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Rapid Cloud Adoption Requires SOAR-based Cyber Security

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Today’s complex application development and deployment environments based on cloud need SOAR (security orchestration, automation, and response) technologies to define incident analysis and response procedures.

The rapid pace of digital transformation and cloud adoption adds complexity that contributes to today’s cyber security environment. Increasingly, security teams lack the actionable information to spot vulnerabilities, attacks in the making, or to act. What’s needed is a security solution based on SOAR (security orchestration, automation, and response) technologies that allow an organization to define incident analysis and response procedures in a digital workflow format.

Scope of the situation

The use of cloud technology is exploding in the enterprise. Gartner predicts 70% of all enterprise workloads will be deployed in the cloud by 2023, up from 40% in 2020. This makes cloud deployments an attractive target for malicious actors.

Another factor contributing to the problem is that over the years, businesses have basically added more and more tools to manage and observe their infrastructure and application environments. Many of these tools are single-purpose and do not work well together. This has made it much harder to threats across an entire digital infrastructure.

Combined, these issues (rapid move to cloud plus the increased complexity of application deployment environments plus the use of a plethora of siloed tools) make it all the more difficult to protect against today’s cyber threats.

The recent 2021 X-Force Cloud Security Threat Landscape Report highlights the scope of the attacks and the challenge to defend against them. One major theme from the findings is that cloud environments need to be better secured.

The report found that cloud vulnerabilities surged. “Almost half of the more than 2,500 disclosed cloud-related vulnerabilities recorded to date were disclosed in the last 18 months. This steep growth emphasizes the importance of closely managing this growing risk as more vulnerabilities are exposed.”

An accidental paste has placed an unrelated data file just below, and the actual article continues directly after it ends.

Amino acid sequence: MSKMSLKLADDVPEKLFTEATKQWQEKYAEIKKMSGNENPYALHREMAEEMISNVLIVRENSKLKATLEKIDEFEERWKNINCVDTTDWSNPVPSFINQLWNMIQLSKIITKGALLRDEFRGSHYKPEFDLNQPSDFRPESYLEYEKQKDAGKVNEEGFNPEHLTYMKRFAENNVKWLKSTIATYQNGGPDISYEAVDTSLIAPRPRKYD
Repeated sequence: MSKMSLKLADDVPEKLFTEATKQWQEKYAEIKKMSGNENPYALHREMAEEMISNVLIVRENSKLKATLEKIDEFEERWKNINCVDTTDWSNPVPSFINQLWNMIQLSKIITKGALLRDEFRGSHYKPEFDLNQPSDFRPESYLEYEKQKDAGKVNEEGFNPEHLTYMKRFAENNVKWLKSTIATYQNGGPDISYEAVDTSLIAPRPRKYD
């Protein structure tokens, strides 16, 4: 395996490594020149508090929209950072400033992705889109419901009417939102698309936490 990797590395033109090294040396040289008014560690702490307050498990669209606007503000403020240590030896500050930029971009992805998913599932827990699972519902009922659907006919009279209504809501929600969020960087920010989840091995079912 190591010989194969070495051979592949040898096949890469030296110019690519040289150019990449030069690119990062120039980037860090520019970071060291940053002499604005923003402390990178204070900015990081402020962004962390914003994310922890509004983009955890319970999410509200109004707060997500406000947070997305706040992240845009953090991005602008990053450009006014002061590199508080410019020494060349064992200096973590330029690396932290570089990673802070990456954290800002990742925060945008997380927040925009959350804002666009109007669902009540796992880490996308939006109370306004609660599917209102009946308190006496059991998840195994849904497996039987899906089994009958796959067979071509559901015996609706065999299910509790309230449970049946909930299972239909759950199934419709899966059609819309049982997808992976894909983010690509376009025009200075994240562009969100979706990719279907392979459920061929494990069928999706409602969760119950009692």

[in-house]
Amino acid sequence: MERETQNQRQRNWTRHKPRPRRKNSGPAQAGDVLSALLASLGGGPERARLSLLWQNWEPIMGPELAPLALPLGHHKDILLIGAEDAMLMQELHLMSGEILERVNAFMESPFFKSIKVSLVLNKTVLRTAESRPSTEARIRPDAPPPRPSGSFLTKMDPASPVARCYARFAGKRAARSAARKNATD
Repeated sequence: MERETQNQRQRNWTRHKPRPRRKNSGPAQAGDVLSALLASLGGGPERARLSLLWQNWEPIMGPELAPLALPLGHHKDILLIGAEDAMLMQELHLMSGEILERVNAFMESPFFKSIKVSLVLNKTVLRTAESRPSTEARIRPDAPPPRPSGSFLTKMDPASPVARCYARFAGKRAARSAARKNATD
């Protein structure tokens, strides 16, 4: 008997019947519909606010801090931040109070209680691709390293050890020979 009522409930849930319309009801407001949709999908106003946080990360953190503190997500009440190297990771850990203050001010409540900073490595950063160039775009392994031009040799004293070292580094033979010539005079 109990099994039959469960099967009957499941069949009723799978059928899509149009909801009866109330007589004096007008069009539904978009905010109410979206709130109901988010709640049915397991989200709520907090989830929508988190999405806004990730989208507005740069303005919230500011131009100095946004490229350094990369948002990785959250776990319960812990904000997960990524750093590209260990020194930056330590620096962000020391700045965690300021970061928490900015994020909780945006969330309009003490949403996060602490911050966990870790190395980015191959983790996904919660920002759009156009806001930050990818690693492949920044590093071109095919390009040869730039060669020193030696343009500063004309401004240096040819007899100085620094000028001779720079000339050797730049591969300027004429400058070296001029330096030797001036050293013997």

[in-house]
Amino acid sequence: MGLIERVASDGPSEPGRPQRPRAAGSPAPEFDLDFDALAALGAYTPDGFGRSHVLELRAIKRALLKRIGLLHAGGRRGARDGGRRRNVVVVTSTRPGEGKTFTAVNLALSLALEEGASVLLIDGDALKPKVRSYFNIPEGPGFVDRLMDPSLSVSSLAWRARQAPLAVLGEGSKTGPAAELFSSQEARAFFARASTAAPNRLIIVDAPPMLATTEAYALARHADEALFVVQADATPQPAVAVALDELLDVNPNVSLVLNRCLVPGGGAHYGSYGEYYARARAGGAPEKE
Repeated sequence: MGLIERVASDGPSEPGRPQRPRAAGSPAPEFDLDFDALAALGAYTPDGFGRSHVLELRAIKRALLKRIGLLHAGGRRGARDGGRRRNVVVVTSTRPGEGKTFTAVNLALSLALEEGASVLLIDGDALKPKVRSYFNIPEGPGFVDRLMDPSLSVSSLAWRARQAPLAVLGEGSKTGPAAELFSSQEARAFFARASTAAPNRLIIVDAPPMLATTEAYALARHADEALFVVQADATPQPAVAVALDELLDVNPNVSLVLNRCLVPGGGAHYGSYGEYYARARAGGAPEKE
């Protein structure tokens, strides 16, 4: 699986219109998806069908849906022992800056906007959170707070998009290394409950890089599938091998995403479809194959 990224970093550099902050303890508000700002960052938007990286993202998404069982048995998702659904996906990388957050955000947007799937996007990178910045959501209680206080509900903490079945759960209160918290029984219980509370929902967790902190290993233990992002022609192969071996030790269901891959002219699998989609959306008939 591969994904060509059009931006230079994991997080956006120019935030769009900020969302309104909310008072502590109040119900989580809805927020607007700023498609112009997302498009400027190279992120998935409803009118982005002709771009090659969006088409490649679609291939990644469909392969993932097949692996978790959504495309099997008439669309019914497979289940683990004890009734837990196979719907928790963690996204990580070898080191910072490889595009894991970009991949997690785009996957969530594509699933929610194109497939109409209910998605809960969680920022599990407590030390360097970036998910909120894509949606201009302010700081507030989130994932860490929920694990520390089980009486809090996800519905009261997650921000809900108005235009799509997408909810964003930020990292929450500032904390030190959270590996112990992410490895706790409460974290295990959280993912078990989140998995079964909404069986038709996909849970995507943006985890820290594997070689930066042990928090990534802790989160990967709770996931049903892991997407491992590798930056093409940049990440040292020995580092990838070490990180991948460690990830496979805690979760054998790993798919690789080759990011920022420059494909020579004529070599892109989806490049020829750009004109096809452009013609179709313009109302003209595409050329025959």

Additionally, the report found a “thriving dark web market exists for public cloud access, with advertisements for tens of thousands of cloud accounts and resources for sale. In 71% of cases, threat actors offered Remote Desktop Protocol (RDP) access to cloud resources, enabling attackers to have direct access and conduct malicious activity. In some cases, account credentials to access cloud environments were being sold for a few dollars.”

Lax protection practices contribute to the problem. In 100% of X-Force Red penetration tests of cloud environments, the researchers found issues with either passwords or policies.

How SOAR helps

Many businesses use a variety of security solutions, including vulnerability scanners, endpoint protection products, firewalls, intrusion detection and intrusion prevention systems, SIEM platforms, as well as external threat intelligence feeds.

The data and alerts from these systems offer a way to detect threats as they are emerging and then take action. The problem is that the volume of data and alerts makes it hard to integrate information and understand what’s happening. Those responsible for protecting the company from cyber threats must quickly assimilate all of that data, derive insights into looming threats in real time, and instantly take action. Increasingly, the way to accomplish that is by using SOAR (security orchestration, automation, and response).

One of SOAR’s biggest strengths is its ability to apply automation to security operations (SecOps). Tasks previously performed by SecOps staff, such as vulnerability scanning, log analysis, and ticket checking, can now be automatically executed by a SOAR platform. In addition, artificial intelligence (AI) and machine learning can be applied to derive insights. Furthermore, SOAR solutions are often used to elevate threats if human intervention is needed, make action recommendations, and automate responses. They use continuous intelligence to derive real-time insights upon which a company can base its response to a threat.

Salvatore Salamone

About Salvatore Salamone

Salvatore Salamone is a physicist by training who has been writing about science and information technology for more than 30 years. During that time, he has been a senior or executive editor at many industry-leading publications including High Technology, Network World, Byte Magazine, Data Communications, LAN Times, InternetWeek, Bio-IT World, and Lightwave, The Journal of Fiber Optics. He also is the author of three business technology books.

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